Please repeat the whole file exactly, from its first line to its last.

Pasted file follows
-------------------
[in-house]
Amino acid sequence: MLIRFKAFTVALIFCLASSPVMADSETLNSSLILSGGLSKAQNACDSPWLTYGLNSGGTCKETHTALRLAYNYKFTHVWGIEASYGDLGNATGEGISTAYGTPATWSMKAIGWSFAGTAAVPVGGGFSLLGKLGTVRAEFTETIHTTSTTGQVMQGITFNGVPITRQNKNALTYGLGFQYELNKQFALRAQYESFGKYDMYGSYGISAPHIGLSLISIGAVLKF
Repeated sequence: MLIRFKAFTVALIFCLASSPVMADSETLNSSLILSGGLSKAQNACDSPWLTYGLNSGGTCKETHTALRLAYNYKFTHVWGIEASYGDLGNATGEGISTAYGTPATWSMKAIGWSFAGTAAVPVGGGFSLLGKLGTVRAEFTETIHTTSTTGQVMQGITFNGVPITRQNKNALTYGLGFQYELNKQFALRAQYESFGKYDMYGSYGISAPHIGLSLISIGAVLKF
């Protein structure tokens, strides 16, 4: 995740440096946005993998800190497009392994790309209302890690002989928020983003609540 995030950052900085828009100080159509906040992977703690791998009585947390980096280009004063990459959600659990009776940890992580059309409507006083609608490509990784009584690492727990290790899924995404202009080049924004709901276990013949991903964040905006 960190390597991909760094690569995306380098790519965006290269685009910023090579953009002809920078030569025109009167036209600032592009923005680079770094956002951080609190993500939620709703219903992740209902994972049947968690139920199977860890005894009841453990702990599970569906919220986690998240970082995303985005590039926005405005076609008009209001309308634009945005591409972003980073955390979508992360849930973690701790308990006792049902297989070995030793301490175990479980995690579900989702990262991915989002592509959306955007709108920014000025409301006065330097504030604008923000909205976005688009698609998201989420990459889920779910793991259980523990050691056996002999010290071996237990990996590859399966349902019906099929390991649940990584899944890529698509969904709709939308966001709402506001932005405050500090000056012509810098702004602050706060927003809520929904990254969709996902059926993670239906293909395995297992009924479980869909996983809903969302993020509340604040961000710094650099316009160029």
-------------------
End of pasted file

[in-house]
Amino acid sequence: MLIRFKAFTVALIFCLASSPVMADSETLNSSLILSGGLSKAQNACDSPWLTYGLNSGGTCKETHTALRLAYNYKFTHVWGIEASYGDLGNATGEGISTAYGTPATWSMKAIGWSFAGTAAVPVGGGFSLLGKLGTVRAEFTETIHTTSTTGQVMQGITFNGVPITRQNKNALTYGLGFQYELNKQFALRAQYESFGKYDMYGSYGISAPHIGLSLISIGAVLKF
Repeated sequence: MLIRFKAFTVALIFCLASSPVMADSETLNSSLILSGGLSKAQNACDSPWLTYGLNSGGTCKETHTALRLAYNYKFTHVWGIEASYGDLGNATGEGISTAYGTPATWSMKAIGWSFAGTAAVPVGGGFSLLGKLGTVRAEFTETIHTTSTTGQVMQGITFNGVPITRQNKNALTYGLGFQYELNKQFALRAQYESFGKYDMYGSYGISAPHIGLSLISIGAVLKF
């Protein structure tokens, strides 16, 4: 995740440096946005993998800190497009392994790309209302890690002989928020983003609540 995030950052900085828009100080159509906040992977703690791998009585947390980096280009004063990459959600659990009776940890992580059309409507006083609608490509990784009584690492727990290790899924995404202009080049924004709901276990013949991903964040905006 960190390597991909760094690569995306380098790519965006290269685009910023090579953009002809920078030569025109009167036209600032592009923005680079770094956002951080609190993500939620709703219903992740209902994972049947968690139920199977860890005894009841453990702990599970569906919220986690998240970082995303985005590039926005405005076609008009209001309308634009945005591409972003980073955390979508992360849930973690701790308990006792049902297989070995030793301490175990479980995690579900989702990262991915989002592509959306955007709108920014000025409301006065330097504030604008923000909205976005688009698609998201989420990459889920779910793991259980523990050691056996002999010290071996237990990996590859399966349902019906099929390991649940990584899944890529698509969904709709939308966001709402506001932005405050500090000056012509810098702004602050706060927003809520929904990254969709996902059926993670239906293909395995297992009924479980869909996983809903969302993020509340604040961000710094650099316009160029």